The Ontario mining industry was certainly not immune to the series of curveballs that hit during the past year. Wildly fluctuating raw material demand and prices, labour troubles and the advent of new legislation are all changing the way the industry there operates. To get a sense of how companies are handling the challenges, CIM Magazine recently spoke with Ontario Mining Association (OMA) president Chris Hodgson.
CIM: The world economy has gone through a fairly turbulent time. How has this affected your members?
Hodgson: The biggest challenge was the freezing up of credit markets, which contributed to the huge drop in global commodity prices. This caused exploration activity to decline drastically, which in turn led to some downsizing and mine closures. Lately, things are starting to look up. Some of those closures have come back onstream. Prices have bounced back too. Over the longer term, continued urbanization and development around the world means that raw materials demand, particularly from emerging economies, will increase significantly.
CIM: How does the Ontario mining industry fit into all of this?
Hodgson: Ontario has an extremely favourable geology, which makes it a great place to do mining. Resources are quite abundant, ranging from base metals, such as nickel, copper and zinc, to precious metals, such as gold, silver, diamonds, platinum and salt. We even have industrial minerals. But geology alone does not automatically ensure success. Companies need to feel comfortable in the jurisdictions in which they operate. Fortunately, unlike some economies, Canada and Ontario have strong traditions of respecting the “rule of law.” Certainty of ownership, which is extremely important to investors, is well-protected here and tenure rules — the right to bring a mine into production — are applied fairly.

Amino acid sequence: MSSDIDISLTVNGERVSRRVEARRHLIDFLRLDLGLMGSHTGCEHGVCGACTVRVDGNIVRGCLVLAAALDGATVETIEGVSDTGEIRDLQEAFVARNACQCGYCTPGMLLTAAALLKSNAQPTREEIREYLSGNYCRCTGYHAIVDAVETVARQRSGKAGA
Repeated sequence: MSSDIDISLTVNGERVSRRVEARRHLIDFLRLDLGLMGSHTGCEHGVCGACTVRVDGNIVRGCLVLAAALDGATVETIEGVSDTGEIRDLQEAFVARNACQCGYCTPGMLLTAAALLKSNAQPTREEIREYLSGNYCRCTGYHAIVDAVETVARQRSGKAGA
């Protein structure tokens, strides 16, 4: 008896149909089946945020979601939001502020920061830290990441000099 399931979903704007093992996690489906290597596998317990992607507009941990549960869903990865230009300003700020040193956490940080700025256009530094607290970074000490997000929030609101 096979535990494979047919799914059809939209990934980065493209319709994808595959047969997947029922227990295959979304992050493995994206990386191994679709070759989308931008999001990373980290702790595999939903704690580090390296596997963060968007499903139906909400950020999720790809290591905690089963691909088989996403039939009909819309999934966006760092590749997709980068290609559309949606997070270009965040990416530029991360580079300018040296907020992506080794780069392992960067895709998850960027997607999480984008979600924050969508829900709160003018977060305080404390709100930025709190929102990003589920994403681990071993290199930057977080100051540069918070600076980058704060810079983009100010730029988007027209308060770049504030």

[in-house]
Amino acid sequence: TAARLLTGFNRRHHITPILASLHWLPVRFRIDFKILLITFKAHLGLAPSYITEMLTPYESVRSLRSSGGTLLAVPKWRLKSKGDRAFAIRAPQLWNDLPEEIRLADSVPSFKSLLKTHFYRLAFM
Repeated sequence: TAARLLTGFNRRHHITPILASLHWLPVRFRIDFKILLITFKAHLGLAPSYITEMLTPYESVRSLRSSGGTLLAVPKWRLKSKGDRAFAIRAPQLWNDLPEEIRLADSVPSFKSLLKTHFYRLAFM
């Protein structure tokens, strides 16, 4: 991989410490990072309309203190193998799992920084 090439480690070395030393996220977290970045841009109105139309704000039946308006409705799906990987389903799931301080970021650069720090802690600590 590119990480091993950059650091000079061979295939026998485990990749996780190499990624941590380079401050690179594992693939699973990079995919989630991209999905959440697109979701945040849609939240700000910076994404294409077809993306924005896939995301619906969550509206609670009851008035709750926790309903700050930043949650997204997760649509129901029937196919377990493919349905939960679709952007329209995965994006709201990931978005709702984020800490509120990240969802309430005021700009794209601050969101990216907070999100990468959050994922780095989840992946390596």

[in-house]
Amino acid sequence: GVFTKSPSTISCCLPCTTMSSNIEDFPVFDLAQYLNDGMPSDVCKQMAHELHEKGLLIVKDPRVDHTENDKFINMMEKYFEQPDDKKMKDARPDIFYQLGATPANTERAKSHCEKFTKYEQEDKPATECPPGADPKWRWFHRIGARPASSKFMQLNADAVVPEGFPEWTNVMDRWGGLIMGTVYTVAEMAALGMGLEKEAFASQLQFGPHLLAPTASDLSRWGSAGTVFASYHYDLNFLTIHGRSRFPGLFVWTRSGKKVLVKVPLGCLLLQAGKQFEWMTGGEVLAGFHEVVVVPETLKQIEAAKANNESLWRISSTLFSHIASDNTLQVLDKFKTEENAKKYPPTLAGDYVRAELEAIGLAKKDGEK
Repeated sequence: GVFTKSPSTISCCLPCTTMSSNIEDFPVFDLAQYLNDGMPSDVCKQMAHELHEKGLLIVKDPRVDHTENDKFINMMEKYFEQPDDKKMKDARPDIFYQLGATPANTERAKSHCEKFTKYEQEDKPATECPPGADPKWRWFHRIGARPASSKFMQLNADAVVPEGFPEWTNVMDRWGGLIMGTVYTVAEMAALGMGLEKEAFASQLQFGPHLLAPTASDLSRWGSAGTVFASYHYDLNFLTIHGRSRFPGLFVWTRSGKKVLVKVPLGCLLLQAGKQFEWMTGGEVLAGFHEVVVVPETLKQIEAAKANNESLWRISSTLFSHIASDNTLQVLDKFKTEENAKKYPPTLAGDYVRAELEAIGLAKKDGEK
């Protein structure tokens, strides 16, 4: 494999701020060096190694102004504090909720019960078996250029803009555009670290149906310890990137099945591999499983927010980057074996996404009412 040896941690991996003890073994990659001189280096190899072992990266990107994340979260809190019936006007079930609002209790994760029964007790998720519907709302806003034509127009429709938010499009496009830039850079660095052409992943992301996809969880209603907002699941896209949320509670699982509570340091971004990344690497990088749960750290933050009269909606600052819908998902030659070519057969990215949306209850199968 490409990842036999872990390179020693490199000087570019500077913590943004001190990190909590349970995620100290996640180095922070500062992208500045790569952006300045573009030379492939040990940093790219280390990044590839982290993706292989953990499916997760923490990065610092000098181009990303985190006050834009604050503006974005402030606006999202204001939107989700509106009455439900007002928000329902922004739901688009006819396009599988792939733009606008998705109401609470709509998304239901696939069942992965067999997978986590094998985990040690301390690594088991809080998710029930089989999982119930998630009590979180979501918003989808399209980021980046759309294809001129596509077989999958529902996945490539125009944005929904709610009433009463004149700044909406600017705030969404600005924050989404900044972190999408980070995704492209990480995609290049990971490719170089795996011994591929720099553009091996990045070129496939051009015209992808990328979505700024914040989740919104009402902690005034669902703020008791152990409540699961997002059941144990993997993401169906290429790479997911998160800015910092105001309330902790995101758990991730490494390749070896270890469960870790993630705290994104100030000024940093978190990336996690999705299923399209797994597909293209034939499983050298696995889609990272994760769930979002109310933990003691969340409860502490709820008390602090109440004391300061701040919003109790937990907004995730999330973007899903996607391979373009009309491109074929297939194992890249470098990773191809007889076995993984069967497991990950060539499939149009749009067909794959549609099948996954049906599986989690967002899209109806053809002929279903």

CIM: October marks the fifth anniversary of your becoming president of the OMA. What are some of the organization’s main accomplishments since you took office?
Hodgson: I was a bit lucky because I took over the helm of a strong association that my predecessor, Patrick Reid, had led for more than 20 years. Much of my efforts have been devoted towards pursuing the OMA’s primary goal, which is to improve the competitiveness of Ontario’s mining industry. For example, we have continued to represent the industry at Queen’s Park. On federal issues, we make our positions heard though the Mining Association of Canada. We have also worked to build on the industry’s social license to operate, improved our outreach to First Nations, promoted employment opportunities in the industry and helped foster education about the industry. We also worked to improve our internal and external communications, including the development of a new logo and upgrading our website with a “members only” section, the distribution of timely e-news items and the posting of relevant economic, environmental and educational information.
CIM: Before joining the OMA, your career included stints as Ontario’s Minister of Northern Development and Minister of Natural Resources. What are some of the key government relations initiatives that the industry is now working on and how has your background helped you to lead in these areas?
Hodgson: Before entering politics, I had also worked as a real estate developer. That meant that by the time I joined the OMA, I had already worked both sides of the table. So I know how important effective cooperation is. The other thing I learned is that to influence the decision-making process, you first need to be at the table and to understand what your counterpart is thinking. That said, this may surprise you, but there are lots of similarities between government officials and business people. Both groups have a real desire to do what is right.
Right now, on the Ontario legislative front, there are two key pieces that affect our industry. The first is Bill 173, the Mining Amendment Act, which deals with mining explorers more than it does with operators, though we are pleased with its scope.
Bill 191, the Far North Act, which is before the House right now, is more challenging. We agree with the goal and certainly want to protect the environment; however, the act is vague and we would like clarification in some areas. If not, the act will not be helpful in making mining here competitive in a global sense. Not all we do involves contributing to the legislative process though. We also provide input into a lot of less visible initiatives, in areas such as human resources, energy, safety and training, and the environment.